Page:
Hoehne (2008). Traditional Authorities and Local Government in Southern Sudan
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The increasing focus on traditional authorities is linked to an increasing interest in and support for decentralization. Modern institutions and the modern urban elite at the national level often co-exist with traditional structures at the local level. Traditional structures in many cases survived the colonial period and continued to be an important part, or even the main reference point for large parts of the population after independence. Recent efforts of decentralization have shifted the focus to existing social and political structures at the local level. Without taking traditional structures into account, social and political engineering are likely to fail at the local level (Lutz and Linder 2004: 27).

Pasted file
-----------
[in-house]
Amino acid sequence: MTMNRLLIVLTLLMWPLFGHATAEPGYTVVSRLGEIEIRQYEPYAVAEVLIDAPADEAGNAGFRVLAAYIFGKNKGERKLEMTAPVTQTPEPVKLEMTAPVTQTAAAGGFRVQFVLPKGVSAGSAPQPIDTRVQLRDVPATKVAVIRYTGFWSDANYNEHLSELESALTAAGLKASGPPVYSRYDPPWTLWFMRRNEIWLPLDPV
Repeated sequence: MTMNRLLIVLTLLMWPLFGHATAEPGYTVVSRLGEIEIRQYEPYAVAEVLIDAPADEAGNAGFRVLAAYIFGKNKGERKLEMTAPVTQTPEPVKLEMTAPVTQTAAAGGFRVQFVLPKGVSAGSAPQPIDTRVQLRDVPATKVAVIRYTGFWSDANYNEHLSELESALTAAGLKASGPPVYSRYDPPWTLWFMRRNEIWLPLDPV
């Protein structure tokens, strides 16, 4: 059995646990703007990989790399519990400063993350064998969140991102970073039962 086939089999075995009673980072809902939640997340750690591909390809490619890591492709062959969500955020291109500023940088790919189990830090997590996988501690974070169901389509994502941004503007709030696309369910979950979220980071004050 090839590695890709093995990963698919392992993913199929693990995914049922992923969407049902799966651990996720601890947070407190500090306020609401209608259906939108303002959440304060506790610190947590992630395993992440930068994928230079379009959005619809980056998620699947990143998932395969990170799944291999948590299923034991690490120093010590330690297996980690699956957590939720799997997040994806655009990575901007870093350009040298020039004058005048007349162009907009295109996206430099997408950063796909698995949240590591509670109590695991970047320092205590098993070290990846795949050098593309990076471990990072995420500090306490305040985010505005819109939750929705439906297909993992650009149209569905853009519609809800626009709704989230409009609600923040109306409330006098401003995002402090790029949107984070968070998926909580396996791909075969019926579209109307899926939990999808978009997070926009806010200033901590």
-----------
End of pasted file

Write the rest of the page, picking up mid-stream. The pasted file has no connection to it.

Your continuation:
The tag, “traditional”, simultaneously legitimates and renders anachronistic the institutions and individuals to whose authority it is applied, distracting attention from a complex history in which the titles, geographical dimensions, functions and individual identities of kin-based authority figures have been continuously transformed in the midst of a tremendous variety of local scenarios (West and Kloeck-Jensen 1999: 457).
The allocation of different sets of powers of decision making and rule making to lowerlevel actors creates decentralization. The effectiveness of decentralization hinges on a third dimension: accountability (Agrawal and Ribot 1999: 477).